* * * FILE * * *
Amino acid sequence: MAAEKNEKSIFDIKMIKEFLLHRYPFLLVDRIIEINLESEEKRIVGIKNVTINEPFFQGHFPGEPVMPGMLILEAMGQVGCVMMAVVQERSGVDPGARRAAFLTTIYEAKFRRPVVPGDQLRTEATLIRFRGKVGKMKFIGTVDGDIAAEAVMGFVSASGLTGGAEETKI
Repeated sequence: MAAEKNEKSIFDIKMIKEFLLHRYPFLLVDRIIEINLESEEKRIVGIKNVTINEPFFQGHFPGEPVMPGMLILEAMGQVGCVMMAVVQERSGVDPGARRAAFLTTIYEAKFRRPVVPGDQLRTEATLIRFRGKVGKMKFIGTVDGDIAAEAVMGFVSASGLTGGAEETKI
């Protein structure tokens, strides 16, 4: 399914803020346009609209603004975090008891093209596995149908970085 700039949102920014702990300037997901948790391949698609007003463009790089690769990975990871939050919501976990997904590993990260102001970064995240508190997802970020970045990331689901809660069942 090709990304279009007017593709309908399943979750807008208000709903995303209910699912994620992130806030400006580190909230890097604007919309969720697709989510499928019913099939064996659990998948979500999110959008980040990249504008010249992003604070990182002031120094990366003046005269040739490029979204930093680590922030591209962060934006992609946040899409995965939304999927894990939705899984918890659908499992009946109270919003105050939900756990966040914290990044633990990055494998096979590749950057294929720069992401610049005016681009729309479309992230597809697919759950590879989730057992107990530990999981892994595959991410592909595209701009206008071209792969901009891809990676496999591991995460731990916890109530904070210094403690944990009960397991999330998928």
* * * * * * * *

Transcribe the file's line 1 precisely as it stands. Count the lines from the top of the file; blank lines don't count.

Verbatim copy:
Amino acid sequence: MAAEKNEKSIFDIKMIKEFLLHRYPFLLVDRIIEINLESEEKRIVGIKNVTINEPFFQGHFPGEPVMPGMLILEAMGQVGCVMMAVVQERSGVDPGARRAAFLTTIYEAKFRRPVVPGDQLRTEATLIRFRGKVGKMKFIGTVDGDIAAEAVMGFVSASGLTGGAEETKI